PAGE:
In April, Katharine Hayhoe (BSc 1994 Victoria) was named to the 2014 Time 100 list of the world’s most influential people. Currently a professor and director of the Climate Science Center at Texas Tech University, Hayhoe conducts research to assess the impact of climate change and to help develop more informed policies. “We quantify the impacts human activities have on our world,” she says, “and communicate those impacts to everyone who will be affected – from the inhabitants of low-lying islands on the other side of the planet to the kids at the school right down the street.”
A Christian and a scientist, Hayhoe was chosen for the Time list because of her role as an “environmental evangelist,” reaching out to conservative and Christian audiences with the message of Christians’ responsibility to care for people and the planet.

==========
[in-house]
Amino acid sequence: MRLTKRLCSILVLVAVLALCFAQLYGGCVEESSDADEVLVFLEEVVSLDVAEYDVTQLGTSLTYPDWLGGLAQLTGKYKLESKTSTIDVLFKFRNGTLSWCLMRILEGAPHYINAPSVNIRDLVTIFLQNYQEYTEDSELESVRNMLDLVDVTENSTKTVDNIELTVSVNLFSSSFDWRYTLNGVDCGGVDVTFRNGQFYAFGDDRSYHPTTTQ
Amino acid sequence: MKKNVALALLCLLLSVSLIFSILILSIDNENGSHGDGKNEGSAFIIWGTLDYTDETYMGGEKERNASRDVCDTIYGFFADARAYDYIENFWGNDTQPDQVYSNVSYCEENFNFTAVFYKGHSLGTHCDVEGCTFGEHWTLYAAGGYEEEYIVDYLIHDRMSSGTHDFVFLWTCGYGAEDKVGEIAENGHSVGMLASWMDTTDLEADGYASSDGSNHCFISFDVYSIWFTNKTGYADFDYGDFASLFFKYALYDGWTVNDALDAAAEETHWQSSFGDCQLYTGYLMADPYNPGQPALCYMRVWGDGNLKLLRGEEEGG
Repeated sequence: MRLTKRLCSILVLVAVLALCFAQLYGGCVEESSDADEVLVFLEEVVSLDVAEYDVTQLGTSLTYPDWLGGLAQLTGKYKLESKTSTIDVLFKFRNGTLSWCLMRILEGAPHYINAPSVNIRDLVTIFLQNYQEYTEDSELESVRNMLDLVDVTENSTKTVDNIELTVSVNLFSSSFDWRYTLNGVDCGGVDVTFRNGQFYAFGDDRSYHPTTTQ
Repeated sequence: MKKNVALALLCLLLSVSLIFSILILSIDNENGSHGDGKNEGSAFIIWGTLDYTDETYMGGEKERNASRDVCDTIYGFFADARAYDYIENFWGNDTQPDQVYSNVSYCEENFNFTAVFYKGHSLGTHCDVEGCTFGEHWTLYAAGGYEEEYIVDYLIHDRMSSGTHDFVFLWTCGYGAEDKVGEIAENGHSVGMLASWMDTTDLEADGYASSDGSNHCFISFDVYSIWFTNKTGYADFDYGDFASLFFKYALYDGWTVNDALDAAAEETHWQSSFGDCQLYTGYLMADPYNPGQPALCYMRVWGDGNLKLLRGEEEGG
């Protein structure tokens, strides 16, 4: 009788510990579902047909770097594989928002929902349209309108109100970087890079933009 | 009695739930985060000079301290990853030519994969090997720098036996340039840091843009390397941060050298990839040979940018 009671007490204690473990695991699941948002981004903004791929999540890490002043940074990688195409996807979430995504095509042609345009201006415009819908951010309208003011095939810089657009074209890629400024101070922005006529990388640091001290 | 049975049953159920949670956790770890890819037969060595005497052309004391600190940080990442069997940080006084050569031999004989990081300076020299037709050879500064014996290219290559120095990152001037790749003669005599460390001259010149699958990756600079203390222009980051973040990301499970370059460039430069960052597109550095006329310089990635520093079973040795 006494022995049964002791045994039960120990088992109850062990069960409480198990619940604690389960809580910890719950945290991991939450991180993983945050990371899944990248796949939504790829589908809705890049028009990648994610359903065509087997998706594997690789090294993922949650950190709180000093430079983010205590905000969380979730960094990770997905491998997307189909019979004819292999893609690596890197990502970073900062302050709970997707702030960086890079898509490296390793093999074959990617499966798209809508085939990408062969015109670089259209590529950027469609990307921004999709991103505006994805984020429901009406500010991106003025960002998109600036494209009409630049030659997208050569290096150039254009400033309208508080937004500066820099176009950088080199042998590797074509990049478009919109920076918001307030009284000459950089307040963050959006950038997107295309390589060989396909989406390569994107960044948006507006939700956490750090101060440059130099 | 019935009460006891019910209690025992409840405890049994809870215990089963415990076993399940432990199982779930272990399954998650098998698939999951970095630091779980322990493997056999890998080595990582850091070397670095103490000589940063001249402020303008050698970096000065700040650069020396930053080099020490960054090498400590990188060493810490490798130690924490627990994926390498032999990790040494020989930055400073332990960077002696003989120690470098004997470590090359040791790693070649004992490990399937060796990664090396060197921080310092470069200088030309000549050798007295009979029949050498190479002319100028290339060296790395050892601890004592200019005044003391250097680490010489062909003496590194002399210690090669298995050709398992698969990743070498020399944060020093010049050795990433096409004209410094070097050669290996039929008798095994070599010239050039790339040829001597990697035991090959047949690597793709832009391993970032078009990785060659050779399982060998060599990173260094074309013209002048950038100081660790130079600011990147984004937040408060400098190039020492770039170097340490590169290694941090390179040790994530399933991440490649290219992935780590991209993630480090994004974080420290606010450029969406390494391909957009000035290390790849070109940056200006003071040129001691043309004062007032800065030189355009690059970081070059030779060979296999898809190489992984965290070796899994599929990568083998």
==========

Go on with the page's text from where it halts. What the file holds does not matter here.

Hayhoe had been on track for a career in astrophysics until she took a U of T geography class from Prof. Danny Harvey. “That marked the turning point in my education and my career,” she says. “Climate science is, at its core, nothing more than applied physics. I still remember my complete shock when I realized that my physics and astronomy classes gave me the perfect foundation to study climate change. I was also surprised to find out how big the problem of climate change was, and how urgent.”
By bringing artificial intelligence into chemistry, Prof. Aspuru-Guzik aims to vastly shrink the time it takes to develop new drugs – and almost everything else